Matthew's Reviews > Mystery Train: Images of America in Rock 'n' Roll
by Greil Marcus
There's no clear thesis (despite the subtitle of the book), leading his analysis into strange digressions that he lazily attempts to connect to the artists: the biggest disappointment is the Sly Stone section, which could have lost the entire Stagger Lee component and still been a decent portrayal of black American's trying to find an identity in the early 1970s. The section on The Band nearly dispenses with any analysis after a few pages and instead traces how disappointed Marcus became with them after their 2nd album. The prose is tepid, refusing to delve into a deep critical analysis of the artists while neglecting any autobiographical elements that could shed light on the author's opinions. Marcus wants it both ways: His only support for the importance of these artists is their popularity (though Elvis was the only one to achieve a long-lasting version of it) and his own opinion of them; Billboard chart positions and record sales can support the former, but we aren't left with much to support the latter.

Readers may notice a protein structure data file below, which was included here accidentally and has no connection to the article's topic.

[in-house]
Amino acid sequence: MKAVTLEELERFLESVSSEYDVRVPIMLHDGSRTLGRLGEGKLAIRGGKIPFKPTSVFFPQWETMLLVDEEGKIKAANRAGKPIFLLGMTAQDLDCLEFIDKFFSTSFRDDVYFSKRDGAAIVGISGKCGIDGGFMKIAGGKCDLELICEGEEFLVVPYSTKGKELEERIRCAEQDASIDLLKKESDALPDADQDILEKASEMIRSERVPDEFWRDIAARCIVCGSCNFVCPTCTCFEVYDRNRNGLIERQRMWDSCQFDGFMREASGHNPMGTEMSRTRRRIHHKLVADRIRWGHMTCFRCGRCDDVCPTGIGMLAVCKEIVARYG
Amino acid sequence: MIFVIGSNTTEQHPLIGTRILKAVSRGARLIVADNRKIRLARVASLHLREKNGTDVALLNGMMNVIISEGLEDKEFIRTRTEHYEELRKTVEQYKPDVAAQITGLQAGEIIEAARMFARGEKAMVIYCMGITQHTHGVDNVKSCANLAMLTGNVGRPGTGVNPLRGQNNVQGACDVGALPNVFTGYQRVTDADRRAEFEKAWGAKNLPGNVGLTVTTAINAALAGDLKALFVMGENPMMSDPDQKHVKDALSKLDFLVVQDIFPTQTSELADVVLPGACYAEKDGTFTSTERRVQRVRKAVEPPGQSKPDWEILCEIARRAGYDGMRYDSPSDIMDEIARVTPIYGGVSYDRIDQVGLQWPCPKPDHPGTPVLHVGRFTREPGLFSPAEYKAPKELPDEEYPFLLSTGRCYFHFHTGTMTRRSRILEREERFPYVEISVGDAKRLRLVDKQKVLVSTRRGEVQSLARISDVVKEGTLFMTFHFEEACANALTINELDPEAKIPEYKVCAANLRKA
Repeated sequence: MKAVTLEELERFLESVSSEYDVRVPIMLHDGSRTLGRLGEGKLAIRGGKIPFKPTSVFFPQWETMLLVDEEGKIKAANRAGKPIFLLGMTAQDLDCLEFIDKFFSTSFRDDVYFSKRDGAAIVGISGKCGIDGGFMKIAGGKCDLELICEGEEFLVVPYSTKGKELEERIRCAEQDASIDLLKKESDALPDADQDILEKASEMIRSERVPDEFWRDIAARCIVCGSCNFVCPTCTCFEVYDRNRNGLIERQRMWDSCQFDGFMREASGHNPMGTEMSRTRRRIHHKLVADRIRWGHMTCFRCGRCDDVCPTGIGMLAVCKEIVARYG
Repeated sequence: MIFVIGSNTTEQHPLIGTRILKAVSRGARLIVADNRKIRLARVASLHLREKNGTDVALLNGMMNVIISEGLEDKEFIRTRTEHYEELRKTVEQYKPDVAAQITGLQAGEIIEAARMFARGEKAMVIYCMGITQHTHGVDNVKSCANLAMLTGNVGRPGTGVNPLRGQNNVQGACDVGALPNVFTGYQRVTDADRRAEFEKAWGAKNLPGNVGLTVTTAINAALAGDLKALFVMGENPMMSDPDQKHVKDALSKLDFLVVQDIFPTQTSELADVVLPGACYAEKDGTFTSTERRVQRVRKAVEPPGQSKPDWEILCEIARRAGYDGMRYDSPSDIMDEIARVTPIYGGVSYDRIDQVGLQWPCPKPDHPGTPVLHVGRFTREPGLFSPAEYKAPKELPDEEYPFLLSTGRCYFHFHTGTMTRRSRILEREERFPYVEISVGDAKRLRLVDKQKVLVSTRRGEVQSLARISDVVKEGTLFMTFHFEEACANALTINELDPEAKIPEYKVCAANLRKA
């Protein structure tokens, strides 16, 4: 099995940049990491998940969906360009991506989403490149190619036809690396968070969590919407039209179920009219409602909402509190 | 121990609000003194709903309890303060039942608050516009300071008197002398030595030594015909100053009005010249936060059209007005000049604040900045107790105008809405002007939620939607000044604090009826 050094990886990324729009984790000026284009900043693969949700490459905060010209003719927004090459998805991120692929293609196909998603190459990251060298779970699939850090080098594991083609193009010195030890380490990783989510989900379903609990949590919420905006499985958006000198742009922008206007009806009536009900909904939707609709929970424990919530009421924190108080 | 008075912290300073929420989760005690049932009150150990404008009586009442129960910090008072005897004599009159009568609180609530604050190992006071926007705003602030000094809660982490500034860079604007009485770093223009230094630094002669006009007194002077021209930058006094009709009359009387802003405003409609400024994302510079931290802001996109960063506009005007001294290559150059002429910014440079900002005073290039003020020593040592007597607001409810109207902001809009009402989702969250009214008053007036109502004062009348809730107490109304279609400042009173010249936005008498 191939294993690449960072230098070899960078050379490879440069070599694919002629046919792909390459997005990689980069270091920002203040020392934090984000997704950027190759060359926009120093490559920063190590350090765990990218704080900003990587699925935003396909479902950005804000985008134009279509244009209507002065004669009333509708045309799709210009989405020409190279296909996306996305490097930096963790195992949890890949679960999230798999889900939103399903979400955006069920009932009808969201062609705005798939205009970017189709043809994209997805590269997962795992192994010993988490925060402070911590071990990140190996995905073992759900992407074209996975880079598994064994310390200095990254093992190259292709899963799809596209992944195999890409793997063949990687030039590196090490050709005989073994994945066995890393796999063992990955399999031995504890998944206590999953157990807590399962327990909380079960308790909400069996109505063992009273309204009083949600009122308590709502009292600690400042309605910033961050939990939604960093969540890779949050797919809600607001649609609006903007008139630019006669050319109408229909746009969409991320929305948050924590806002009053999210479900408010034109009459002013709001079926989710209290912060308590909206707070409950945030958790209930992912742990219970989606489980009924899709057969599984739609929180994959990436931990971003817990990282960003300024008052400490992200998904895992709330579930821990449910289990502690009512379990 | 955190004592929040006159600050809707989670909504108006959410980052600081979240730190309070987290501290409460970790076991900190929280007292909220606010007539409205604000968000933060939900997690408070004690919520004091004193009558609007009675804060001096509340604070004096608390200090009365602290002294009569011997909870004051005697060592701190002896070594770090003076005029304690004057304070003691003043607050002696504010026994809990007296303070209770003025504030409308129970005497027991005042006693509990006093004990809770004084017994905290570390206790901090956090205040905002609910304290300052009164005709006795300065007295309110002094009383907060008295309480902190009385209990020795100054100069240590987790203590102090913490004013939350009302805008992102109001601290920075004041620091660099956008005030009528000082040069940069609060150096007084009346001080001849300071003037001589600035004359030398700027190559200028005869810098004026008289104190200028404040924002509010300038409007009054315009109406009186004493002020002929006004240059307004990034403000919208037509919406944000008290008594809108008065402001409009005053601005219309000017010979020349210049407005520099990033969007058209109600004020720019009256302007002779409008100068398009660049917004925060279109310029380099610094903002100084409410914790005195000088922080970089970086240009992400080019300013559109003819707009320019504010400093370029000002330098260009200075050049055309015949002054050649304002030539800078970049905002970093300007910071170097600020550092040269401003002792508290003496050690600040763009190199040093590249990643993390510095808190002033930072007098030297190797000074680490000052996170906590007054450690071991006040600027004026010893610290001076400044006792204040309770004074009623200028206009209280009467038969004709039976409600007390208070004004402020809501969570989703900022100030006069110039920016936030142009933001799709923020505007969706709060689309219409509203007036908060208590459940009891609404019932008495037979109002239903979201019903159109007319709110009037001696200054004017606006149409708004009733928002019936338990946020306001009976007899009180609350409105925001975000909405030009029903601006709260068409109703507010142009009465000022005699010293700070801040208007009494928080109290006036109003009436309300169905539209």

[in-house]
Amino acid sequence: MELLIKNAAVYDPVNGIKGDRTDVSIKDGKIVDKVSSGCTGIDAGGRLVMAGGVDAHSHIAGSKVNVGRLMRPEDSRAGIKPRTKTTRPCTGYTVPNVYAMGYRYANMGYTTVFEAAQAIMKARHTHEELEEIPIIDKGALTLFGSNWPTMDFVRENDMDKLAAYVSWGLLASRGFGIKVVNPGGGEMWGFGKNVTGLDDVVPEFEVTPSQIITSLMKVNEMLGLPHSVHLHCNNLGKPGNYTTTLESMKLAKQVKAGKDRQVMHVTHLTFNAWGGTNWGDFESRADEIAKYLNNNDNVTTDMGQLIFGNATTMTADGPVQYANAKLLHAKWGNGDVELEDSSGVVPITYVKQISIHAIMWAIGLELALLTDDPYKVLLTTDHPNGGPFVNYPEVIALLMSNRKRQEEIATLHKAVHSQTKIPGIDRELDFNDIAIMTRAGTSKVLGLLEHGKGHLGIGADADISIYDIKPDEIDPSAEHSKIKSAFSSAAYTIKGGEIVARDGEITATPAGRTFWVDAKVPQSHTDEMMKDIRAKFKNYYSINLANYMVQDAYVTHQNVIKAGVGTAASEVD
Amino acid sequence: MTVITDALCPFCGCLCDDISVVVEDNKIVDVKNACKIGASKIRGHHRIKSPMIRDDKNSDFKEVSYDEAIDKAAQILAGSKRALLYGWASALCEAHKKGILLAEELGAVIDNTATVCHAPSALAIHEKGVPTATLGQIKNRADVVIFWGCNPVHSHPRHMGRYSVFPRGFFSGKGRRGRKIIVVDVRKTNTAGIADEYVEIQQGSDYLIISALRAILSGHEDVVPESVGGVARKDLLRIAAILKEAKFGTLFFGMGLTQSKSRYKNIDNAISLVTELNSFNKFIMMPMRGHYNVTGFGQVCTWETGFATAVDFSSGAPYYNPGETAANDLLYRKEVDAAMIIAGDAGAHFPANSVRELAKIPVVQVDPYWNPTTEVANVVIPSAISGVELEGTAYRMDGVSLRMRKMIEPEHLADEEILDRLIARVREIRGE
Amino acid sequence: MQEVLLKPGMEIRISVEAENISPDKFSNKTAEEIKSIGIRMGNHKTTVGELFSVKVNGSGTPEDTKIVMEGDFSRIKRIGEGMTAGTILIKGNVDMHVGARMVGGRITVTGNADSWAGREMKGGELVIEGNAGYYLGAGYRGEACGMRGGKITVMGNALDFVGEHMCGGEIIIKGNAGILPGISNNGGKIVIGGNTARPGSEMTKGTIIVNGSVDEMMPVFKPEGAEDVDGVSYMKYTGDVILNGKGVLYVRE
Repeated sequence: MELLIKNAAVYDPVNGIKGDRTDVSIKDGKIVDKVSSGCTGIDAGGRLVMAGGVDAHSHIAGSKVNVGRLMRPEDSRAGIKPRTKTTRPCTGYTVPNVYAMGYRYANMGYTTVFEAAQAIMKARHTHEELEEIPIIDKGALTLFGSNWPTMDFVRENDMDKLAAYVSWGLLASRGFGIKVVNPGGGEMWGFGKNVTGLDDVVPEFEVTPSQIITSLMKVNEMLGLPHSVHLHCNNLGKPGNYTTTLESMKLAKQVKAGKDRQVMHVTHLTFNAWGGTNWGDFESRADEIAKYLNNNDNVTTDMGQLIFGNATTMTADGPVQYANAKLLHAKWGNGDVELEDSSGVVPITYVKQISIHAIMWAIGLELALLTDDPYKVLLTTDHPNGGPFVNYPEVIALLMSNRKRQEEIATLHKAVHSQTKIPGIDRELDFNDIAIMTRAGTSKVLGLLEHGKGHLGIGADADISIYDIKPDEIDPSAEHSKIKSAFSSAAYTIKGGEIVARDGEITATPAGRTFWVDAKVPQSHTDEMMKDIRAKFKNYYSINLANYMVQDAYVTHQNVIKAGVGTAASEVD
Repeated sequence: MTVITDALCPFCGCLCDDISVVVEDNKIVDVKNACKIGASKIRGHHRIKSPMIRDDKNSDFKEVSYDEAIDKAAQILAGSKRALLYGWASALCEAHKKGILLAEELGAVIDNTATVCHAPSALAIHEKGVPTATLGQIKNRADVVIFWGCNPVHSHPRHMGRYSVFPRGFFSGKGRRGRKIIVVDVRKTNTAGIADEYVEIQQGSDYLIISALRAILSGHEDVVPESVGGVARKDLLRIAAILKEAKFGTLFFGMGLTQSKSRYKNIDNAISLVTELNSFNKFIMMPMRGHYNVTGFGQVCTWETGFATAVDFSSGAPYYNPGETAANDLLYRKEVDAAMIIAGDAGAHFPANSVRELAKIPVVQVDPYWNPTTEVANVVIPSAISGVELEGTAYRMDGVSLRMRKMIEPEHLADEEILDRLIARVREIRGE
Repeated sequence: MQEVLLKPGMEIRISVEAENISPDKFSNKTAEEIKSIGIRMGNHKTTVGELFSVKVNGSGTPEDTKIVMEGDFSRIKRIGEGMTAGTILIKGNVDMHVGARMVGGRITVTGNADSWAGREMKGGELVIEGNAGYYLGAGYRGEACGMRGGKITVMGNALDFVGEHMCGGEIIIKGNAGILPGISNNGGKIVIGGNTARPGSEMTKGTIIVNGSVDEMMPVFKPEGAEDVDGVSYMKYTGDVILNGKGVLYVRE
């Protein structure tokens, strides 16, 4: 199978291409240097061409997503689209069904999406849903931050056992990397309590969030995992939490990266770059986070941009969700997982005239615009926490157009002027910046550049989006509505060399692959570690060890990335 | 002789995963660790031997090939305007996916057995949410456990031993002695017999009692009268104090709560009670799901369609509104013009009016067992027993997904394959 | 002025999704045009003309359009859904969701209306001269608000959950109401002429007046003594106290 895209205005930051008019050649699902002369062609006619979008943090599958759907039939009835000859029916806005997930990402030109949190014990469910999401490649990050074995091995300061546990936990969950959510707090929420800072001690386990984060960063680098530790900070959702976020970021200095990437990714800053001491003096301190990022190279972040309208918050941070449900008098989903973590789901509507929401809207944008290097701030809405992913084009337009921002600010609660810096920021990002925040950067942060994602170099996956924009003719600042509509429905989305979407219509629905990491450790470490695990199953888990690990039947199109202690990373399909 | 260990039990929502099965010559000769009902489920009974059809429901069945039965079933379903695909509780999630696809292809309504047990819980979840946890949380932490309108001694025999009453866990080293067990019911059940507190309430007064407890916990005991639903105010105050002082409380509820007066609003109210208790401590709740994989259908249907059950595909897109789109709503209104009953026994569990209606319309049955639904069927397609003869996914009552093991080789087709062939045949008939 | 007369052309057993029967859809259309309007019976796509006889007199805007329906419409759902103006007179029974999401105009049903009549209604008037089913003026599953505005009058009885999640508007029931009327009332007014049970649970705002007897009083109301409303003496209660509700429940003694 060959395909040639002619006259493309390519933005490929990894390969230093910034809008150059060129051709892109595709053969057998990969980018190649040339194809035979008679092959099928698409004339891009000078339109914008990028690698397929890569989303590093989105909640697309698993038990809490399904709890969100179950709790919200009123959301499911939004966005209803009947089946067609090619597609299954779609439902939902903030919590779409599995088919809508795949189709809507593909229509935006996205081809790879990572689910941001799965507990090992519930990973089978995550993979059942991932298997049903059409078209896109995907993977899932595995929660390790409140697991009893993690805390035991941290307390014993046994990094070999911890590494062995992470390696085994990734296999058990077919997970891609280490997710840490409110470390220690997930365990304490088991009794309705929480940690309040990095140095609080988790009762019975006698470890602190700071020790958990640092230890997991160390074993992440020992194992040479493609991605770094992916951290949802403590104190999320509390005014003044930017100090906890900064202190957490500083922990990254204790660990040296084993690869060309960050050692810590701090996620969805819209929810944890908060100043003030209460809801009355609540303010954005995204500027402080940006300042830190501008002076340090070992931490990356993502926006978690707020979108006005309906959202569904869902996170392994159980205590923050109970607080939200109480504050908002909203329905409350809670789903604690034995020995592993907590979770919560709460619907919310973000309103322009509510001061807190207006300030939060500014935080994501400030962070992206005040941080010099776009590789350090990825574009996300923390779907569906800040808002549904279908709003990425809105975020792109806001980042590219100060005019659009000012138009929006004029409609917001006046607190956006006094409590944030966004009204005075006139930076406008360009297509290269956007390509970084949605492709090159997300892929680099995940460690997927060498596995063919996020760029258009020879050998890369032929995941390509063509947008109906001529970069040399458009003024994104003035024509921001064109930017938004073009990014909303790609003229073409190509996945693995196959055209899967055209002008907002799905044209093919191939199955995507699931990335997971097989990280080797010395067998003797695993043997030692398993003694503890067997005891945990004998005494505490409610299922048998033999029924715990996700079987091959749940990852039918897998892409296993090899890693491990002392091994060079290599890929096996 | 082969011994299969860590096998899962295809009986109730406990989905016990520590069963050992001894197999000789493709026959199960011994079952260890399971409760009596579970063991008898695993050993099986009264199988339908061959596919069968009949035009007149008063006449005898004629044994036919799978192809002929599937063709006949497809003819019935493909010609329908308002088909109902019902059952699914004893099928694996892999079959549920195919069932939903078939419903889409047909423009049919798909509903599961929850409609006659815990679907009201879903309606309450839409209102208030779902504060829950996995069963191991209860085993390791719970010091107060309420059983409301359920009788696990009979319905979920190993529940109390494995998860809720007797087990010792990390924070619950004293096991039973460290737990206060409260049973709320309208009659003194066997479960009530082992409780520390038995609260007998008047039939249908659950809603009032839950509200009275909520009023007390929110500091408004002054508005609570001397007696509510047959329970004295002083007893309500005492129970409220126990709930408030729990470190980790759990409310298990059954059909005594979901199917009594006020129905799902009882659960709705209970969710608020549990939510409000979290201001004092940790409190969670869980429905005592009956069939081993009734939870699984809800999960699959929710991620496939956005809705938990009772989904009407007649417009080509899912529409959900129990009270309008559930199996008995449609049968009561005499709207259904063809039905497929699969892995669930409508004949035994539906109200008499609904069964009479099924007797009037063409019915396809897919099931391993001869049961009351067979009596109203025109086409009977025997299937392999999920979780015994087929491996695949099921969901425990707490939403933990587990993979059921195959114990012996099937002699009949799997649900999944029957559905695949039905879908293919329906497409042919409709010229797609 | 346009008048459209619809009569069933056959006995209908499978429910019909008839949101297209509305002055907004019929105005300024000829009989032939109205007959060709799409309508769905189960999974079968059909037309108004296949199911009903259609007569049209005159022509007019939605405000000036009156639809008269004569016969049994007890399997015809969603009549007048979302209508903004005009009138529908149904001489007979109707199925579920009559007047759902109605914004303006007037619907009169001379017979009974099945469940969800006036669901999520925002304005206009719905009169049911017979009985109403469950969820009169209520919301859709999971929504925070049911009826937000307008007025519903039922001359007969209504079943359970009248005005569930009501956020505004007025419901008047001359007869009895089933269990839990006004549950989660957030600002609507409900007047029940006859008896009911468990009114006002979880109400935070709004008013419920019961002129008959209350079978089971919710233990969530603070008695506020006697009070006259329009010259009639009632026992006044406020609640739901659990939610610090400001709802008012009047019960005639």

The discography section (which is about the same length as all of the preceding essays) does a better job of tracing the lineage of American music, though entire pages are simply a list of every version of "Stagger Lee" that Marcus could find. While the album & book suggestions are helpful, they are also extremely subjective, and his dismissive tone is off-putting.
If you are interested in the musicians listed on the cover (Elvis, Sly Stone, The Band, Randy Newman), consider a separate biography about them. This isn't about rock 'n' roll as much as it as about how Greil Marcus sees rock 'n' roll.